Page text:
Trying to be a first-rate reporter on the average American newspaper is like trying to play Bach's St. Matthew's Passion on a ukulele. - Bagdikian's Observation
This is an issue I've come up against enough times to feel the need to gripe about it. You get the Windows Live installer to install the "new" Windows Live family of products (Messenger, Live Writer, Mail, Photo Gallery, etc.) and it fails. That's after you wait for everything to download (because the web installer is just a wrapper over what it downloads after you select which programs you want).
So then you use the "Try Again" button which downloads a 135 MB WLSETUP_ALL.EXE installer. Boy, I sure hope you’ve got a high speed connection. So you run that and once again, after you've waited for it to go all the way through to the end, only then does it proceed to "roll back" everything - which takes almost as long as the supposed installation did!
Now you’ve gone through maybe a half hour or more of pure frustration, and you’re left with – NADA.
Now you’ve got some cryptic error messages to work with, and a link to a "Help" web page that turns out to be next to useless. Not only that, but the WLSETUP_ALL deal cannot be opened as an archive to extract individual .MSI installers, so you cannot even try to run individual ones in the hopes that they might work that way.
Yikes! I’ve always believed in “less is more” –- this is an example of “more is less!”--now there are a couple of ways to fix this issue, I'll detail the two most popular: If you just want Windows Live Messenger, the kind folks at Softpedia have a page from which you can download the latest 24 MB standalone installer (Feb. 6 2009 is the latest build I found):
Apparently Microsoft no longer makes the standalone installers publicly available, they seem to be too wrapped up in their new hotshot “packaging” single installer façade scheme.
The second method (and it may not always work) is to locate the cached .MSI Installers that have been deposited on your hard drive. These should be located at C:\Program Files (x86)\Common Files\Windows Live\.cache. The (x86) is for 64-bit OS installations – you can remove that from the path if you’re a 32-bit person. In that folder there is a cache.ini file you can load in Notepad and see the actual paths to each installer in those wacko cryptic Microsoft subfolders. Or you can just search for *.msi in windows explorer.
Once you have located the correct Messenger.msi installer, you can try installing with that. Oh, and did I mention --you probably will want to run the Contacts.msi installer first to avoid install errors. So go find that one, too.
This brings me to another annoyance: Do you remember when software installed itself and that is all it installed? I mean, if you needed to do a repair or a reinstall you would need the original media, right? Now it seems that every installer creates copies of itself all over your fyookin’ hard drive, taking up all kinds of space, having squatter’s rights, and leaving you the poor user, with no recourse. There’s no fact disclosure at all. Have you ever wondered why your available disk space keeps declining over time, even though you use disk space cleaner-uppers regularly? This is why! It’s a conspiracy to eat up our hard drives!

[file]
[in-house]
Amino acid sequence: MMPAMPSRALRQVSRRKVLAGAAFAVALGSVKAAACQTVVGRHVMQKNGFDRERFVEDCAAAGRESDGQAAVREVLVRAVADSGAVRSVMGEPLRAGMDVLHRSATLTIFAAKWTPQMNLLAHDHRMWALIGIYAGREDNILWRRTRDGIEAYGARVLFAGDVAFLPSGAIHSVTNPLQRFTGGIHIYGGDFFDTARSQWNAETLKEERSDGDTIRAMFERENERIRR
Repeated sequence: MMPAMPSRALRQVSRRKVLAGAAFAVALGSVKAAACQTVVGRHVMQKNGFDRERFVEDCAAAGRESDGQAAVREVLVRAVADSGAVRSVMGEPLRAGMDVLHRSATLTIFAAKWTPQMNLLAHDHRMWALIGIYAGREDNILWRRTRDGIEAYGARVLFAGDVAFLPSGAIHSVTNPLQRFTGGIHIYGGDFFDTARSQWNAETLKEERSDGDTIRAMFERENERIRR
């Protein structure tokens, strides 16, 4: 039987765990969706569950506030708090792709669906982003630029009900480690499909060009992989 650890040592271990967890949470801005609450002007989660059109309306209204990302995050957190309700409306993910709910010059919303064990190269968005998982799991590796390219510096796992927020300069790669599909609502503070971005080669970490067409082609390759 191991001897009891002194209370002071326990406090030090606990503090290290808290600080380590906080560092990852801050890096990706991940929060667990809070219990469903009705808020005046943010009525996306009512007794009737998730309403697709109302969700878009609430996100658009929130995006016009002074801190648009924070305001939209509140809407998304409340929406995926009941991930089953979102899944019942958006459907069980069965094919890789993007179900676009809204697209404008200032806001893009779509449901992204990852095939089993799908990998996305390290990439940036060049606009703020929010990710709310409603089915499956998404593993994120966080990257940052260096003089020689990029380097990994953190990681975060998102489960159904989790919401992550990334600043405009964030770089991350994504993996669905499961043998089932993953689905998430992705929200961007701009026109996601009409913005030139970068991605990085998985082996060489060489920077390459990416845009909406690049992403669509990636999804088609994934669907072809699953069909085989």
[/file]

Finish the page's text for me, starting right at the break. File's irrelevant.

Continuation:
If you haven’t gone through this little escapade with Windows Live, consider yourself lucky – there are a variety of reasons why this kind of “Multiple” Setup installer can fail, you probably just don’t have any of them --yet. But the fact of the matter is, you can get them, and it can cause real frustration because of the way everything is “un-bundleable” with this scheme. I’ve seen installers that fail because the Error Reporting Service is disabled, or if the Windows Firewall is turned off. Lots of antivirus programs have their own firewalls – you don’t need two of them running. But an installer program should not fail because of this – that’s just plain bad design.
This “entire Family only” install scheme is in my opinion a very non-user-friendly approach that I believe comes from marketing (e.g. "Let’s promote the "Windows Live Family”) rather than common sense about making it easier on users when something goes wrong. Not being able to load the EXE in say, WinRar and be able to extract individual MSI installer files is just adding insult to injury. I know I’m not alone in this gripe – because I’ve heard from friends with similar issues.
If you are still having problems with Windows Live Messenger or related proggies, try using the Windows Installer Cleanup Utility. This is a Microsoft product that removes all registry installer information for a selected program, making it easier to fool a new MSI installer that the program it’s trying to install is not there already. It’s unfortunate that we actually have to create new products just to clean up the buggy crap we’ve already produced, but – hey – that’s progress!
BTW – if you want to get Messenger to show up in the Notification Area on Windows 7 instead of the Taskbar, just set it’s Compatibility Mode to “Windows Vista”.